All Roads Lead Somewhere (ARLS) is a series of 19 appliqué blocks that work well together. Too well, some might say.
I combined the first block with the other 18 blocks to see what the patterns looked like. It took a little time (and about 125 pages). There’s a little problem with Time/Space: I don’t have the Time to do the rest, and you don’t have the Space for a book that’s approximately 2,250 pages long.
How to get around it?
Here’s a low-tech hack that’s literally “cut and paste.” Make copies of the blocks to combine.
Use one set of copies as base; cut the other into horizontal rows and vertical columns. Label the strips.
Glue the columns and rows to the base, alternating with the base columns and rows. Slice the base and weave the two patterns together.
The patterns also combine with themselves. There’s no rule that states the rows and columns must be right side up; there’s no rule that states the rows and columns can’t switch.
In 1994, I started studying symmetry because I wanted to understand the structure of patterns. I learned the rules, I bent the rules, I broke the rules. I developed a method to generate endless patchwork patterns from a single patch. I designed a patch that I have used exclusively for over 25 years.
The patch was a square divided into thirds with lines running through it. No matter how the patch was rotated, the lines would connect with lines in other patches. Each arrangement of patches generated a different pattern.
I started working with large-scale Celtic knots ten years ago. I developed a method to transfer the paths of a knot to fabric and weave them together. I wrote several books about it.
Several years ago, I encountered a board game that caused a stir because I recognized the playing pieces immediately. The playing pieces were squares divided into thirds; the lines running through the squares looked like Celtic knots! I hadn’t thought about knot work subject to the rules of symmetry until that moment.
I drafted several pieces and created Knots and Unknots (from leftovers of the Knots). I set them aside for several years.
July, 2020, I revisited the drafted blocks, drafted some more, and created two pieces, “All Roads Lead Somewhere,” and “Road Trip.”
Since then, I have drafted more blocks, and reordered them (twice). I think I’m ready to share them with you.
The designs can be used three ways: as coloring pages, as a pattern library (and additional coloring pages), and as appliqué templates. You don’t need me to tell you how to color. I think you will love the pattern library. There are endless patterns, and I will show you some neat tricks to see them. There are more than enough pattern to keep you busy stitching with your appliqué method of choice.
Earlier this week, I started my series of appliqué blocks. I’ve made some changes.
I changed the download file, Block A, to include small tiles of the block, a colored version of the block to show how the shapes overlap each other, and a sample pattern.
I changed the alignment guide. I added a layer of cardboard from a cereal box between the printed block and the sandpaper. I trimmed away all but the seam allowance.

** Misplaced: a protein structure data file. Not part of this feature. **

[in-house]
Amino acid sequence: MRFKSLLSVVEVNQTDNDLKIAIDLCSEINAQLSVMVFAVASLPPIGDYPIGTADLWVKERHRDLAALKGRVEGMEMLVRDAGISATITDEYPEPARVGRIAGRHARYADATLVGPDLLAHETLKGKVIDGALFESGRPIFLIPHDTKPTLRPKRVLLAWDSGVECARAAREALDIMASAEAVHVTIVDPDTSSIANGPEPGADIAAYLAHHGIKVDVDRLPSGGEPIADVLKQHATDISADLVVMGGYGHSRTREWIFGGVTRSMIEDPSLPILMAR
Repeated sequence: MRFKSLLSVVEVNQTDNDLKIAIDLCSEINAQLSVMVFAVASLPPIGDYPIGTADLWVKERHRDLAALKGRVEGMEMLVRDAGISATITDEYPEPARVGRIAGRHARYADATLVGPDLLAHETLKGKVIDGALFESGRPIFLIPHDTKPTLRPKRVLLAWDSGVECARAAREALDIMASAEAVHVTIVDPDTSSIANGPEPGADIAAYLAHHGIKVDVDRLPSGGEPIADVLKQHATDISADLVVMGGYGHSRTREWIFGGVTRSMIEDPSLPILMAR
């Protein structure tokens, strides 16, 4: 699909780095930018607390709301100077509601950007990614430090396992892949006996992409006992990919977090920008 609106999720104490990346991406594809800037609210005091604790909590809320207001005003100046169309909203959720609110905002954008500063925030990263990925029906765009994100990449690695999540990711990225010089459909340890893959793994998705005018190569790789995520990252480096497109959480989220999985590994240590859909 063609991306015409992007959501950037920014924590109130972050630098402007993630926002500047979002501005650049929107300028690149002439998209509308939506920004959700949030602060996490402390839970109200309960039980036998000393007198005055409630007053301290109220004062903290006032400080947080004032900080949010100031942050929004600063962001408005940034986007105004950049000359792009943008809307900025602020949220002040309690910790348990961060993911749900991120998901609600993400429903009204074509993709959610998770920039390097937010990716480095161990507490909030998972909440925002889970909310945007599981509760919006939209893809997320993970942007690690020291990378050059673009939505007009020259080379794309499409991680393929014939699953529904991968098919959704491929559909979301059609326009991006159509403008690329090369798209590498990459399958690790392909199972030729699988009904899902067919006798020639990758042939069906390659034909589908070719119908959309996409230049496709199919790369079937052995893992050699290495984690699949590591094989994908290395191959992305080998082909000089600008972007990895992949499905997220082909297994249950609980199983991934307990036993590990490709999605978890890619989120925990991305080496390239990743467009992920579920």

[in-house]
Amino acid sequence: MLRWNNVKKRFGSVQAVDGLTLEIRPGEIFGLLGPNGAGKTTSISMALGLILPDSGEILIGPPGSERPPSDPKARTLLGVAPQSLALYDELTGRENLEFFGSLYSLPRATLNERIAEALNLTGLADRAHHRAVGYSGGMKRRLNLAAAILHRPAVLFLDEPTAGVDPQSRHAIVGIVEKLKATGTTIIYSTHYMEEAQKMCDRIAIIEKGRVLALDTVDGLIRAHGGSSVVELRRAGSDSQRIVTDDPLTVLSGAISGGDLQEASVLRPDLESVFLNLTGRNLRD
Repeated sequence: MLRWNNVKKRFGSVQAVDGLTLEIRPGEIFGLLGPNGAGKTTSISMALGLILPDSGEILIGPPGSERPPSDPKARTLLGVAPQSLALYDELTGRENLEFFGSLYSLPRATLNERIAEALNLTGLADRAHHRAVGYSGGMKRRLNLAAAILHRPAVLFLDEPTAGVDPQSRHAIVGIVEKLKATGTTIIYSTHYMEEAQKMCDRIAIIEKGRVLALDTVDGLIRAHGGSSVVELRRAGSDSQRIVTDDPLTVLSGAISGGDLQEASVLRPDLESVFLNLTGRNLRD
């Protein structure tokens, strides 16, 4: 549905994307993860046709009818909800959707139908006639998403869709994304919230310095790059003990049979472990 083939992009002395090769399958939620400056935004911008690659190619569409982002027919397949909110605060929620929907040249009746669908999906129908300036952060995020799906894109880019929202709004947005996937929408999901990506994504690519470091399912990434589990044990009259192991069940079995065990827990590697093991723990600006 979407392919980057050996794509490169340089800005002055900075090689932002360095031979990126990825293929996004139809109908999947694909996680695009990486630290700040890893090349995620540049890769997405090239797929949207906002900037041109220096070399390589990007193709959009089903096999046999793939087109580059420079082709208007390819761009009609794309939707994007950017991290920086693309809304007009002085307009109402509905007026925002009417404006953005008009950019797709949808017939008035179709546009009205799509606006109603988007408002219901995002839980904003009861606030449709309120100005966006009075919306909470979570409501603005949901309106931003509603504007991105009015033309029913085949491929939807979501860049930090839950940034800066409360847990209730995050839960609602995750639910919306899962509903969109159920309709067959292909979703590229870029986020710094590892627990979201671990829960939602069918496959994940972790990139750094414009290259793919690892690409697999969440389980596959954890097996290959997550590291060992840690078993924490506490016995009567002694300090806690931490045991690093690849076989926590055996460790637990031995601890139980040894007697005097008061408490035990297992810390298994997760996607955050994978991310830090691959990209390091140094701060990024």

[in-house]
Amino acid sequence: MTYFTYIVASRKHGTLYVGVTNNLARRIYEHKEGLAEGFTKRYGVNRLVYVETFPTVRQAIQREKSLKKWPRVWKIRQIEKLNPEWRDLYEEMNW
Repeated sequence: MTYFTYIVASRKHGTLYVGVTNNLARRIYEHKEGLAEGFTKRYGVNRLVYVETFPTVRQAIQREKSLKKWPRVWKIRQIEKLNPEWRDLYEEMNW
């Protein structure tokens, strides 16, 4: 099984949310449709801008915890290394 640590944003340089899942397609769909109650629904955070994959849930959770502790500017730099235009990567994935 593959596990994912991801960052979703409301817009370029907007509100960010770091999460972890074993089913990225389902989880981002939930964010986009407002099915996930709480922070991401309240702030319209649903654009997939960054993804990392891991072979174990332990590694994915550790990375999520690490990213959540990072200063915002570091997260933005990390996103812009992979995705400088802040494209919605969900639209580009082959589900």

I cut a window out of the block proper and taped the second alignment guide in position on my squaring ruler.
I use the marked lines to align the shapes within the block before I trim it.
Windows within windows within windows . . .
I also came across a stash of fabric with fusible adhesive attached; leftovers from previous projects. I sorted them by color and decided on a more methodical approach in my color selection, rather than random.
“All Roads Lead Somewhere” (ARLS) is a series of appliqué blocks inspired by a board game. The appliqués look like roads running through the blocks. Join the blocks together, and the roads take you on an interesting journey. I invite you to join me.
Download and print ARLS: Block A here. You’ll need it to follow along.
All ARLS blocks are 7 inches square. The blocks contain four shapes that connect at the same locations along the sides.
Since alignment is critical, it helps to make an Alignment Guide out of Block A:
Print Block A on cardstock, add seam allowances to all sides, and extend internal lines.
Glue the printed template to the back of a sheet of sandpaper. The sandpaper gives the template more support and keeps it from sliding around on fabric. Cut along the seam lines, removing the window inside.
Cut out additional windows outside the seam allowances. These help position the guide on background fabric.
I do raw-edge fusible appliqué; you are free to use the methods and techniques you’re comfortable with.
Prepare four four of Shape A (they are identical). I suggest extending the ends of the shapes a little beyond the seam allowances.
Position the Alignment Guide on background fabric.
Lay the Shape A pieces on the background fabric in counterclockwise order, starting with the left vertical Shape A. Fold back the upper half of the left vertical Shape A to lay on top of the upper horizontal Shape A. This maintains a consistent over-and-under throughout the blocks.
I fuse the center of the block, move the alignment guide out of the way, then fuse the rest of the block. After I stitch down the shapes, I trim the blocks.
The block has fourfold rotation: it looks the same no matter how you rotate it. Four blocks joined together aren’t very exciting:
I recently designed and made a throw from recycled blue jeans and silk neckties. I cut the jeans into squares and appliqued silk shapes on them before sewing the squares together. The designs were inspired by a board game.
I liked it so much, I made another.
I made four more patches.
I rotated the patches for the next block and came up with different possibilities.
Now that’s interesting, I thought. I applied the operations of symmetry to the patch and increased its potential.